Driverless cars are launching in the UK this April
Honestly, it’s not an early April Fool’s Day joke – it’s for real. There are two driverless “pilot” projects launching this year in London, one in April and the other in the summer.
The MOVE_UK project kicks off in April and will focus on gathering data on how self-driving vehicles impact the roads around Greenwich. The GATEway project is slightly different. Launching in July – on the pavements of Greenwich, not the roads – it will monitor how the public reacts and try to assess our willingness to engage with autonomous vehicles.
The exact routes have not yet been finalised, but if you happen to be paying a visit to the O2 arena, the Cutty Sark or Greenwich market, keep an eye out for the driverless “pods”. In fact, you might have already seen them… their design will be based on the UltraPods being used at Heathrow, which have been shuttling more than a million passengers a year – for the last five years – between the business car park and Terminal 5.
Professor Nick Reed, Technical Director for GATEway says: “If the trials prove successful, we expect these iconic vehicles to become a familiar sight in many cities around the world.”
Both projects are important steps in the Government’s desire to make the UK a leading testing ground for autonomous technologies. The insight gained from these two projects will no doubt feed into the results of the other driverless trials taking place across the country in towns like Bristol, Coventry and Milton Keynes.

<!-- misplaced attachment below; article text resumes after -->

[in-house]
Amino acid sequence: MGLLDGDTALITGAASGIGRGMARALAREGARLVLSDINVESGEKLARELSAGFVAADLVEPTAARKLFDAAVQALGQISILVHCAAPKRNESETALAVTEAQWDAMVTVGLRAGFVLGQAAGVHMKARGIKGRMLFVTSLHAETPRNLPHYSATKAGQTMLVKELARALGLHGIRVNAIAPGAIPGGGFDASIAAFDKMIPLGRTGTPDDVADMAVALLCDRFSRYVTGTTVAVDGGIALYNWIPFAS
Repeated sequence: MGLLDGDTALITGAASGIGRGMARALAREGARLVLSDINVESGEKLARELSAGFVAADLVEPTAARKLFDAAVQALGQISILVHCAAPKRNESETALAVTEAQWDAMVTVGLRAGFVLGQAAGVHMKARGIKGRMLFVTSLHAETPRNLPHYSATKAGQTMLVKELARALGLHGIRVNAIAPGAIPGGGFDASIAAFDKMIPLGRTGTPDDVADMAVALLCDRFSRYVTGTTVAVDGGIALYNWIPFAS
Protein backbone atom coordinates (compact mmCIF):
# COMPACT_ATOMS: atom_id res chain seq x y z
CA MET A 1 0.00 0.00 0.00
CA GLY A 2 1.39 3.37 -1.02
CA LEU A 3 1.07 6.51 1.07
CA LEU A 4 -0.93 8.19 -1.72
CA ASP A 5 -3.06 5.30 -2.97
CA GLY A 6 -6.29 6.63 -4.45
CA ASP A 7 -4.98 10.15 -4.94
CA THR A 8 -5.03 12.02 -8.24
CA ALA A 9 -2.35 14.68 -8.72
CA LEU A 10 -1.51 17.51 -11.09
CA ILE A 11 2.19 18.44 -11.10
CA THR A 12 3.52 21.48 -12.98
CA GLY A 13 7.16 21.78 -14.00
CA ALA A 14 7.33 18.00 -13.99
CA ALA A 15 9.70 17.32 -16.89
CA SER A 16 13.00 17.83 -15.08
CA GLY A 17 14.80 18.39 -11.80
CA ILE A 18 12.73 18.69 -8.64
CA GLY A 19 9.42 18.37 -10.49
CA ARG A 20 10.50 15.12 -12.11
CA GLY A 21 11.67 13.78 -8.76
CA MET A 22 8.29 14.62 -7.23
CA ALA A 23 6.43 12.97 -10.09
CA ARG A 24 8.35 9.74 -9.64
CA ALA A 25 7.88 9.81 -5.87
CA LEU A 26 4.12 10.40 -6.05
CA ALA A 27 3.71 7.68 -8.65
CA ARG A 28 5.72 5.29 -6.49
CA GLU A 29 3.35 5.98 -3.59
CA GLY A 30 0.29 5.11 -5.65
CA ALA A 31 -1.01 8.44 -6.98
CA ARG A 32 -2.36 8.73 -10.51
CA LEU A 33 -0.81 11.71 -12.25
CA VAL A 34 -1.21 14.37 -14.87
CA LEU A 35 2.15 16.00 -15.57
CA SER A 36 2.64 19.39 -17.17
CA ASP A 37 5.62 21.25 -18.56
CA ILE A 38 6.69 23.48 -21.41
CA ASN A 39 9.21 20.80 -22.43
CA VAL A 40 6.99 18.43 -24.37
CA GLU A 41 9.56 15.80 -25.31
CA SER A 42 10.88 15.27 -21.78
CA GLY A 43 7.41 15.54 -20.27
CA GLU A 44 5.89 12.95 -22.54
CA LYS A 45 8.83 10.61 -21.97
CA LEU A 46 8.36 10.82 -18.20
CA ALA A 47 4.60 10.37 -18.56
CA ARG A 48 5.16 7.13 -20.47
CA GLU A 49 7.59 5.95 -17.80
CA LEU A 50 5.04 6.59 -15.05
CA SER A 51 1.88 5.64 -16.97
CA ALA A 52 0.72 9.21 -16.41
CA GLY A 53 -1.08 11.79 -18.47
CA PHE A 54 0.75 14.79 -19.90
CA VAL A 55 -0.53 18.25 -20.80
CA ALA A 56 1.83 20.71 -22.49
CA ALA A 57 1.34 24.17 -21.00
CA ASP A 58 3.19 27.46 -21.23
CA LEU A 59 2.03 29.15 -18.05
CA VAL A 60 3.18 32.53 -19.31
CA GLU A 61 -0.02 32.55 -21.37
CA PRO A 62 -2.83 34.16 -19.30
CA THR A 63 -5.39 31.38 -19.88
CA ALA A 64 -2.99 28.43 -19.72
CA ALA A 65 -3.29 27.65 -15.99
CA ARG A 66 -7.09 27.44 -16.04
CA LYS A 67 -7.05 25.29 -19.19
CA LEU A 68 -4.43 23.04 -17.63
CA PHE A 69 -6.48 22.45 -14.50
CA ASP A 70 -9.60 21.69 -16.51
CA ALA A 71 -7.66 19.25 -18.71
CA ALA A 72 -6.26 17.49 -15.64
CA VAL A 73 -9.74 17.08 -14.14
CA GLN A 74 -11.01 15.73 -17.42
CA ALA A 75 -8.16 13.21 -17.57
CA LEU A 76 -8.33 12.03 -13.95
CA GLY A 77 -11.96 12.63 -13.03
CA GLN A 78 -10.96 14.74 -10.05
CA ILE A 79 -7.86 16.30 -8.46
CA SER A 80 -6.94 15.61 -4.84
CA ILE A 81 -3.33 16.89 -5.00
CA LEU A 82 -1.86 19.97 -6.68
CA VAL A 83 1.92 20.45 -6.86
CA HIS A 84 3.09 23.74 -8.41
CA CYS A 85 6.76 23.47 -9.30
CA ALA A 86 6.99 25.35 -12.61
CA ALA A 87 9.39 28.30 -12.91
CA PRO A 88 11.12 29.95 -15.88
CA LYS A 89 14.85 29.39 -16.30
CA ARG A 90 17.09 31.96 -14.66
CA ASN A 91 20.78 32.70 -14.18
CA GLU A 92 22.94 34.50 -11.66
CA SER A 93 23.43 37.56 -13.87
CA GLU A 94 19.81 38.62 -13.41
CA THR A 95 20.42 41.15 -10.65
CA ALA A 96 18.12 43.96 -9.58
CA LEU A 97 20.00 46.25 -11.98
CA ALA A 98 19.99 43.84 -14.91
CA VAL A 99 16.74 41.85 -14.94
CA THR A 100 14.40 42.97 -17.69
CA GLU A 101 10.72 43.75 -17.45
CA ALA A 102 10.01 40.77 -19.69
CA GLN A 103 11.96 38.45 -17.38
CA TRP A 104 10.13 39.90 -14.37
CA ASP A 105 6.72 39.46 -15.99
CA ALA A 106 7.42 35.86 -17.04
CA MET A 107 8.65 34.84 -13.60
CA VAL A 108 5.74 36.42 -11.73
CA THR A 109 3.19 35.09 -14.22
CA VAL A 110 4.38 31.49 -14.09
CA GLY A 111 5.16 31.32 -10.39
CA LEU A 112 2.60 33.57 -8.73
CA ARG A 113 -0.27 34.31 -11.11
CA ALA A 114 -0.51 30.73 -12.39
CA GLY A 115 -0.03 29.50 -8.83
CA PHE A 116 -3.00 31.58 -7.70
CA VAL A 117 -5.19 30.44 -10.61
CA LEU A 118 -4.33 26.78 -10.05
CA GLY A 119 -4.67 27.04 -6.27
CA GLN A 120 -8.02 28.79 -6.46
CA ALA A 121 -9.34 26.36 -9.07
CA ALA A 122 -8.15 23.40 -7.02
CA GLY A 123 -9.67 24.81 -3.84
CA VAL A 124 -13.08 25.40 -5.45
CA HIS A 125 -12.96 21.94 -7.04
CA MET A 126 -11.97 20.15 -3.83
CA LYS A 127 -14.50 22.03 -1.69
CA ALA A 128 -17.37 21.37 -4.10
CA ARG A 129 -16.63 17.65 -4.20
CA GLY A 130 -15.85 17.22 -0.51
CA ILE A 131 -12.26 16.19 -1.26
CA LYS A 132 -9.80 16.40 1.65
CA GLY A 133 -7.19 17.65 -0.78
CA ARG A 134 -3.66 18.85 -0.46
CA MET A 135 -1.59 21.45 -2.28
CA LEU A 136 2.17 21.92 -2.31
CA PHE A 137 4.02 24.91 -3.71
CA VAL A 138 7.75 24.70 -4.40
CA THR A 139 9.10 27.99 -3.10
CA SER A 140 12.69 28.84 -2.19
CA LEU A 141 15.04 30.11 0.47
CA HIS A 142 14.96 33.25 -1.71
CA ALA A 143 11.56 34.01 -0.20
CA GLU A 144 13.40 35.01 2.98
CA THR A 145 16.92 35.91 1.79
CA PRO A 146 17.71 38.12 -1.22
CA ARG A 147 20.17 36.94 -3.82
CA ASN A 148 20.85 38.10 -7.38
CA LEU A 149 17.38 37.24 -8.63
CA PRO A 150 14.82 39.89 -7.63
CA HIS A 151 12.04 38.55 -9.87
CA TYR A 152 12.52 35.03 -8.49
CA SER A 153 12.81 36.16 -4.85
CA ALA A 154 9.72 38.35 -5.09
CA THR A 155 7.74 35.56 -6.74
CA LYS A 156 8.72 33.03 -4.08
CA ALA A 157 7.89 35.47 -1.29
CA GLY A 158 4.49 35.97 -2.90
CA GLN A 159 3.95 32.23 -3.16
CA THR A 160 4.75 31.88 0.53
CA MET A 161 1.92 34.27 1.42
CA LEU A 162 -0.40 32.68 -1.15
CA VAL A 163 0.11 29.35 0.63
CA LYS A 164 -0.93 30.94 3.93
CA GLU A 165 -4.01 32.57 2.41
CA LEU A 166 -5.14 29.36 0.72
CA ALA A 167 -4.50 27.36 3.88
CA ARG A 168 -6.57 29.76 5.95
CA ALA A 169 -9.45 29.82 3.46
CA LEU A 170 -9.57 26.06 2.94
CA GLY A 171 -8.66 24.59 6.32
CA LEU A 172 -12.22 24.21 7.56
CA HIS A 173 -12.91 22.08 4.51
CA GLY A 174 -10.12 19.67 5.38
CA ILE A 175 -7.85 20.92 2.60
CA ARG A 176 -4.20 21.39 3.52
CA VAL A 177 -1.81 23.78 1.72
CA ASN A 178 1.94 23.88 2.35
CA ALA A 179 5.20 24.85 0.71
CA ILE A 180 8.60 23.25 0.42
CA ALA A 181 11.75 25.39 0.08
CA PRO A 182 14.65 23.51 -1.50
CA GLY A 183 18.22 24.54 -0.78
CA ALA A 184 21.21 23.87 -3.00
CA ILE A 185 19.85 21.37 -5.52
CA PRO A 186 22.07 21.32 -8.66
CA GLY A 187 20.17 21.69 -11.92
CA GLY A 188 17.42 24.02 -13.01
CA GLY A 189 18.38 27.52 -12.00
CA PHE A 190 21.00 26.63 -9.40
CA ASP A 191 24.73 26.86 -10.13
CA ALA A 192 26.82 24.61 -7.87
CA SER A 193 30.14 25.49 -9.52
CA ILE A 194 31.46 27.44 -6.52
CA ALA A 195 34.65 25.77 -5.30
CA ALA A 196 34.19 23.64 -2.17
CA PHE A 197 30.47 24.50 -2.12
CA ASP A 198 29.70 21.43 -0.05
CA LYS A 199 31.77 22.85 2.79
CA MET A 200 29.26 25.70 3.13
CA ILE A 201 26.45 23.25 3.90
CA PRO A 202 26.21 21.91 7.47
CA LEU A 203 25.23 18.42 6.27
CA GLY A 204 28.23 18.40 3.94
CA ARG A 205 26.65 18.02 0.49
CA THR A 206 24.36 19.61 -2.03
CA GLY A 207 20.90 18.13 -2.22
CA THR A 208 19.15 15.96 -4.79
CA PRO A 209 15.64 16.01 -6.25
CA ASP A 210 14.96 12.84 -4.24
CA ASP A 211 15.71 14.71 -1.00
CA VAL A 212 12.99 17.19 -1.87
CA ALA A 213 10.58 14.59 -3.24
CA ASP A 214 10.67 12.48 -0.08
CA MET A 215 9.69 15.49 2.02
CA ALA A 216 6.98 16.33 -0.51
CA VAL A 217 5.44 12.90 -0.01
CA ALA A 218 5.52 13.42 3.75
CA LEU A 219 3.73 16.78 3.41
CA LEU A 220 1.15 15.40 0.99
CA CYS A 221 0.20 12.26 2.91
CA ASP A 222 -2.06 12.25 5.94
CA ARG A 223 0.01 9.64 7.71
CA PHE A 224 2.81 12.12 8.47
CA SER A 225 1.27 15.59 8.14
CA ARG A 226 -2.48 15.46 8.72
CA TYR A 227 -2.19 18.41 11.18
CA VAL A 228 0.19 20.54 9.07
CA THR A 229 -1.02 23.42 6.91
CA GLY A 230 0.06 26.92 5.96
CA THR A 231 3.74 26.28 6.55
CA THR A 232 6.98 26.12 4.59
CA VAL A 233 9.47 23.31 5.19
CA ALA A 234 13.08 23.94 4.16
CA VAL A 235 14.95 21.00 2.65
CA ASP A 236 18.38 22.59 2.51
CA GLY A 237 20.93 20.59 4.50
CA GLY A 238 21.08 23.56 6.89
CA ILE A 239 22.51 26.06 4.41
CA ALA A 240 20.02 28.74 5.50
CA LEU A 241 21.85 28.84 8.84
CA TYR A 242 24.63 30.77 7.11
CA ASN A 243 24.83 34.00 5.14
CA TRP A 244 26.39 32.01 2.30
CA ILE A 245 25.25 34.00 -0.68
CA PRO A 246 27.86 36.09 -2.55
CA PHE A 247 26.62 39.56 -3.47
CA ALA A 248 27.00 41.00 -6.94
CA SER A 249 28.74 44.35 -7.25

But it’s not just London that’s gearing up for a self-driving summer. In spite of earlier reports to the contrary, the Isle of Man still might open up its roads to testing driverless cars too.
Chief Minister for the island, Allan Bell, said: “No decision has been taken not to allow the testing of driverless cars. We believe this is an area of great opportunity for the Isle of Man. Our legislative and regulatory framework does not act as a barrier to the testing of automated vehicles on our roads. But more than that, our rich heritage in motoring innovation could give us an edge when compared to the rest of the world in this exciting area of technology development.”
How any desire to test autonomous technology would relate, or integrate, with the UK government’s code of practice for testing driverless vehicles on public roads remains to be seen. However, Phil Gawne, the Isle of Man’s minister for infrastructure, seems to be confident of making any necessary changes to the legal framework within a few months to allow testing to begin.
The desire might be there but as Ben Gardener, expert in autonomous vehicles at law firm Pinsent Masons, points out in a recent blog post, the time frame may not be realistic: “The Isle of Man seems pretty willing to push through legislative changes quickly and you can draw a comparison with the UK government which is committed to changing the law by summer 2017. To be honest, that appears to be a very ambitious target because the UK’s road traffic law is pretty wide ranging. It is probably going to take much longer than that.”
So there we are, driverless cars will be hitting the UK’s roads and the pavements in Greenwich this year and possibly the Isle of Man. Who knows, maybe the next TT on the island will be on a riderless bike…